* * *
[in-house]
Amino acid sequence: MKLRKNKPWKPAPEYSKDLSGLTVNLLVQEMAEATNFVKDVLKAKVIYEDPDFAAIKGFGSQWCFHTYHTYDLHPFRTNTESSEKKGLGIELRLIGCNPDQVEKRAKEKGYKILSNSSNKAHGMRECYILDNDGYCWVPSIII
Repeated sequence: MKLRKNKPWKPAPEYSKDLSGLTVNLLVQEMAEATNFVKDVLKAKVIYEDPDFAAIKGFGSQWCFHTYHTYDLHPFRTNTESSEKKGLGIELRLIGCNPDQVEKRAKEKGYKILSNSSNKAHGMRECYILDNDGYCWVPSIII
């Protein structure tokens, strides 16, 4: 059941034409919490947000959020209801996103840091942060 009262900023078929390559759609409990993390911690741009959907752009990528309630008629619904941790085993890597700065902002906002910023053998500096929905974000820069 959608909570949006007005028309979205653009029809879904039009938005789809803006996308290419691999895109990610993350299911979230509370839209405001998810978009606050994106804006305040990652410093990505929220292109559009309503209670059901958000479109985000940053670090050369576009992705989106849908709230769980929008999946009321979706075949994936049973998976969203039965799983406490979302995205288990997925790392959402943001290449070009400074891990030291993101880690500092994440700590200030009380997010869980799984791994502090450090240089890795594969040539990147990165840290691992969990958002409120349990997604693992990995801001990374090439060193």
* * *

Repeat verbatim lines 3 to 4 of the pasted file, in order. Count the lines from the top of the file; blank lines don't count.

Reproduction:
Repeated sequence: MKLRKNKPWKPAPEYSKDLSGLTVNLLVQEMAEATNFVKDVLKAKVIYEDPDFAAIKGFGSQWCFHTYHTYDLHPFRTNTESSEKKGLGIELRLIGCNPDQVEKRAKEKGYKILSNSSNKAHGMRECYILDNDGYCWVPSIII
């Protein structure tokens, strides 16, 4: 059941034409919490947000959020209801996103840091942060 009262900023078929390559759609409990993390911690741009959907752009990528309630008629619904941790085993890597700065902002906002910023053998500096929905974000820069 959608909570949006007005028309979205653009029809879904039009938005789809803006996308290419691999895109990610993350299911979230509370839209405001998810978009606050994106804006305040990652410093990505929220292109559009309503209670059901958000479109985000940053670090050369576009992705989106849908709230769980929008999946009321979706075949994936049973998976969203039965799983406490979302995205288990997925790392959402943001290449070009400074891990030291993101880690500092994440700590200030009380997010869980799984791994502090450090240089890795594969040539990147990165840290691992969990958002409120349990997604693992990995801001990374090439060193």